In Kenya’s historiography two myths have been accepted as historical facts- Jomo Kenyatta was the undisputed father of anti-colonial struggle, and the Mau Mau were the main, if not the only freedom fighters.
But the dean of Kenya’s history, Prof Bethwel Ogot dismantle both myths eloquently through marshaling of historical fact as a way of reviewing David Anderson’s “Histories of the Hanged: The Dirty War in Kenya and the End of Empire” and Caroline Elkins,” Imperial Reckoning: The Untold Story of Britain’s Gulag in Kenya” for which she won a Pulitzer in 2006 in nonfiction category. More than Anderson, Elkins came in for serious critique By Ogot regarding her faulty methodology and shaky conclusions.
Kenyatta- the father of anti colonial movement
Ogot illustrate Kenyatta was not only keen in pursuing a military option against the Britain; he was in fact a late entrant of the decolonialisation train. He also provides a nuance that gets lost when Mau Mau is portrayed as a monolithic freedom fighters representing, if not the Kikuyu, but Kenya as a whole in fighting for independence. Ogot writes,
“By 1950 three political blocks have emerged among Kikuyu influence by the redistributive power of the state. Two of the three groups were the conservative block, represented by the chiefs, headmen and senior Christian elders, most of whom were prominent land owners and businessmen, and a moderate nationalists who emerged from the first batch of educated ‘mission boys’ who were westernized in attitudes and style of life and preferred urban life and saw old conservative chiefs as a barrier to progress. Political struggle ensued between these two groups therefore: Kenyatta empitomised the moderate group”… the third group was that of militant nationalists”
Further, Ogot explains,
“two issues have to be resolved: the role of Kenyatta in the Mau Mau war and how to memorialize Mau Mau. The two books have endorsed the now accepted fact that Kenyatta was never a member of Mau Mau, nor was he the Machiavellian, ﬁre-eating, satanic ﬁgure the white settlers had imagined him to be. He was instead a mission-educated gentleman who had preached moderate reform and was a constitutional nationalist both before and after the Mau Mau war. At Lokitaung, he refused to join the National Democratic Party led by Kaggia whose ideology was anti-European and anti-loyalist. He had married a European woman and the daughter of a chief, and because of that, when he was in prison, he was always on the side of the conservatives and the government”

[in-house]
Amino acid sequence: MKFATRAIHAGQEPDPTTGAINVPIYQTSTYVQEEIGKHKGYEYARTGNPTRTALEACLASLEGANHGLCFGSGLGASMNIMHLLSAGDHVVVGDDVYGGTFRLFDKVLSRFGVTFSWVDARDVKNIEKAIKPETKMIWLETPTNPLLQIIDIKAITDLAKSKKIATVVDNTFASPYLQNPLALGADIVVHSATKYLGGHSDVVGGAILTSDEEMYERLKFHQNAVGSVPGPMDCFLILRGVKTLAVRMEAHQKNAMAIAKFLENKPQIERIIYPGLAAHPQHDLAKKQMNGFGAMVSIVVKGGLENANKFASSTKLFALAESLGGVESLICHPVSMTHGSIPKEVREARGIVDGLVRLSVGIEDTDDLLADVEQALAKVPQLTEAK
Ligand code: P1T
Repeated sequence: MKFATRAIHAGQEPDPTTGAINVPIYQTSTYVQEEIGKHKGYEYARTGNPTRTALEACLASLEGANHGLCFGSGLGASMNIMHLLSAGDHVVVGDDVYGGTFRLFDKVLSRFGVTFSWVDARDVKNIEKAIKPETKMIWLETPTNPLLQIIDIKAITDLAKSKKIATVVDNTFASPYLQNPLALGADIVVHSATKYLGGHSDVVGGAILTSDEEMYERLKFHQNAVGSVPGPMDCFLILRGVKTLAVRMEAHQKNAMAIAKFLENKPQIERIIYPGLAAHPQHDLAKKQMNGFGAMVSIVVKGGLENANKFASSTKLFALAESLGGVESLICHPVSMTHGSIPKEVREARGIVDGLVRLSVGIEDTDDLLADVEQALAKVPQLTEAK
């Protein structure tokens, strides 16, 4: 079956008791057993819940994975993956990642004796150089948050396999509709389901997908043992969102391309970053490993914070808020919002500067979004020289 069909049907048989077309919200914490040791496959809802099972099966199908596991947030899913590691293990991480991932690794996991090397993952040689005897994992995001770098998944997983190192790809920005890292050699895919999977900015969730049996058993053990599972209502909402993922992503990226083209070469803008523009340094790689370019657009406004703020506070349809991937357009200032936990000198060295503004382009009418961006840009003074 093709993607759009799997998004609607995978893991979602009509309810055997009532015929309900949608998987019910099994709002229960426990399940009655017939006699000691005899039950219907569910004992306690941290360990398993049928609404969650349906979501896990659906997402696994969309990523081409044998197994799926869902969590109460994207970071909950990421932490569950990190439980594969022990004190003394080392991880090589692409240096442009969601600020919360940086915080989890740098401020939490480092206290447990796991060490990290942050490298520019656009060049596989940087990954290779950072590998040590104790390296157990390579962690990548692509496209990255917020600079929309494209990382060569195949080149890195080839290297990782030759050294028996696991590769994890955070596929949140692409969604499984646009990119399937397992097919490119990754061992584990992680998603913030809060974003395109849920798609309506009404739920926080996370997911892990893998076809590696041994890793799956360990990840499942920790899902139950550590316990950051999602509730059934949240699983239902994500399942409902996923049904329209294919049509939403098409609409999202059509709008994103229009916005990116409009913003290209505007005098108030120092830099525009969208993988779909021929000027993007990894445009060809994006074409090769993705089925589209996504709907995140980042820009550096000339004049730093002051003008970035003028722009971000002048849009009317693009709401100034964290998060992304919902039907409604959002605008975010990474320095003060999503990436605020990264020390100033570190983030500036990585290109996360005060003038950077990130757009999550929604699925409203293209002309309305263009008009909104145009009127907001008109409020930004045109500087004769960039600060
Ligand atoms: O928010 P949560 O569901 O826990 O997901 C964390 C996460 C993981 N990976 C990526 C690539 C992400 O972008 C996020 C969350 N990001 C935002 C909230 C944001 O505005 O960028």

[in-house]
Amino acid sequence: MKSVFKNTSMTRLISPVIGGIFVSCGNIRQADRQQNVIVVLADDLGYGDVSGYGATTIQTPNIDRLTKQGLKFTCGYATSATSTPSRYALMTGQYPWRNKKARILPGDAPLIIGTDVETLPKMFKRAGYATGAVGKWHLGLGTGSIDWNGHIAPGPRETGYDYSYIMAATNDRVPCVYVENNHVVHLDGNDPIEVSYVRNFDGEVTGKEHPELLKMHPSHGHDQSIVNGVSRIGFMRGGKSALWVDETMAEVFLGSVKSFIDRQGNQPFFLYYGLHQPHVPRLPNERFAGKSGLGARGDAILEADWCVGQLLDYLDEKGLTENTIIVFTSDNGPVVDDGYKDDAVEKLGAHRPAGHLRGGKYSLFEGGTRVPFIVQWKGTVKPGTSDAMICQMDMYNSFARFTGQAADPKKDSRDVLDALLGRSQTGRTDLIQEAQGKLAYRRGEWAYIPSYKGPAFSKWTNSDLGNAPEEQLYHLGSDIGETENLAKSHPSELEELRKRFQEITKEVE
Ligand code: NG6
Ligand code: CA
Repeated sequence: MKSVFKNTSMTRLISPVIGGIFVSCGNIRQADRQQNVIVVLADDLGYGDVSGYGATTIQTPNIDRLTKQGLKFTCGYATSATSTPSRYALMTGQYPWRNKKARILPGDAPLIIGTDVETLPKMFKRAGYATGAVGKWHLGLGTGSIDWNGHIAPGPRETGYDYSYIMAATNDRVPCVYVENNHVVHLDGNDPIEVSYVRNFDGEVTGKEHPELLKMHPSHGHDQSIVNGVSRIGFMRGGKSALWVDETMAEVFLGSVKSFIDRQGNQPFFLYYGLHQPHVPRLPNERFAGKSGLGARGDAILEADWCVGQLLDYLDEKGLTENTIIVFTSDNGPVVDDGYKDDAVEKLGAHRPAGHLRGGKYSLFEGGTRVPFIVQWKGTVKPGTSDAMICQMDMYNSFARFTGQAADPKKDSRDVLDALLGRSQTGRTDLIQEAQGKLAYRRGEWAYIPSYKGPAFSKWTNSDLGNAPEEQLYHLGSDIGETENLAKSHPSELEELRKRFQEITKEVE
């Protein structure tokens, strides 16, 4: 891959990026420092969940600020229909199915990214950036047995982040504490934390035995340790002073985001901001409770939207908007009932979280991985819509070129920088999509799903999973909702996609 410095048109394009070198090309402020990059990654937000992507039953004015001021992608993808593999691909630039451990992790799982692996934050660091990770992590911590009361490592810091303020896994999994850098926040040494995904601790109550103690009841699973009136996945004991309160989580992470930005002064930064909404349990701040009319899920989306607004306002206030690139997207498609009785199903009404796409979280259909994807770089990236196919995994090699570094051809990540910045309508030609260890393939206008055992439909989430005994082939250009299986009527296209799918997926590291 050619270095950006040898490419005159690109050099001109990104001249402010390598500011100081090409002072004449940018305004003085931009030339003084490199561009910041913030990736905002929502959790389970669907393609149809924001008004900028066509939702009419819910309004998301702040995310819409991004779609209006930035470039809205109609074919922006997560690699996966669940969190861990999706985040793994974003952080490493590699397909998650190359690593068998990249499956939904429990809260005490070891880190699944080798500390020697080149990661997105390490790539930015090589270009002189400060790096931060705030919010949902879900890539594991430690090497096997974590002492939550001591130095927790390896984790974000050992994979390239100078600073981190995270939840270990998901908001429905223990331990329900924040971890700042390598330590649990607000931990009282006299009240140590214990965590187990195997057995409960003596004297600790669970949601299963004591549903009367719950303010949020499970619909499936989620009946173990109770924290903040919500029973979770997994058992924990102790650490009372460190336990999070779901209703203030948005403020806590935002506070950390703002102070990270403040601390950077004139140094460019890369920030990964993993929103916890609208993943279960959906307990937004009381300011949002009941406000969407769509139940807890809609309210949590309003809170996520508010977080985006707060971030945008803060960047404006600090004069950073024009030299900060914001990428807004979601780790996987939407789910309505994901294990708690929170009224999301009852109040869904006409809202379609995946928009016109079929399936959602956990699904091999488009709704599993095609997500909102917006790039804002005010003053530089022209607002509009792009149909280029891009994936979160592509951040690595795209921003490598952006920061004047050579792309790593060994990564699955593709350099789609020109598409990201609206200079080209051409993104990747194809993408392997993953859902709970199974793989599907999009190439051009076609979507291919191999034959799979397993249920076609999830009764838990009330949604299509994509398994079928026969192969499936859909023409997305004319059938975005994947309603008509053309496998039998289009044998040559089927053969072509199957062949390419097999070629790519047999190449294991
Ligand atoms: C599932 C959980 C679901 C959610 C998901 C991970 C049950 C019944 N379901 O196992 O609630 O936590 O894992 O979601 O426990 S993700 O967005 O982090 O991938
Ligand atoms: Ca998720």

From the above, the label, a leader into darkness and damnation about Kenyatta was born out of British colonial overestimation of Kenyatta.
Mau Mau is the only freedom fighters movement
Ogot explains, Kikuyu’s were not the only people who supported the Mau Mau,
“ The two books under review, and other studies on Mau Mau, refer to camps set aside by the British for non-Kikuyu Mau Mau suspects, particularly Kamba and Maasai. But they never tell us what went on in those camps. We know from the Nairobi archives that a special screening camp set up at the beginning of 1954 found that of the 25,000 Kamba living in Nairobi, 8,000 were recorded by the screening teams as suspects who had taken several Mau Mau oaths, and 17 of them were involved in the forest ﬁght. What happened to them? In Machakos district, the Kamba had formed a resistance organization comprising 3,000 members and by the end of 1954, 170 of them had been arrested for complicity in Mau Mau. In Narok district it was found in June 1954 that 350 Maasai had joined Mau Mau; and some Luo and Gusii from Nyanza had taken the oaths and were in support of the rebels. By mid-July 1954, 4 Luos had been convicted of Mau Mau oﬀences. And a scrutiny of the lists of those detained in the over 100 camps in the country reveal that a good number of them came from non-Kikuyu ethnic groups. We need a study of the detained similar to Anderson’s of the hanged”
He goes into details about other communities, the Nandi’s, the Pokot’s, Luo’s etc all fought British Colonialism– Dini ya Msambwa, Dini ya Mafuta pole ya Africa are just but a few of some of the anti colonial movements
You can read the paper here Review of ‘Histories of the hanged’ & ‘Britain’s gulag’ (2)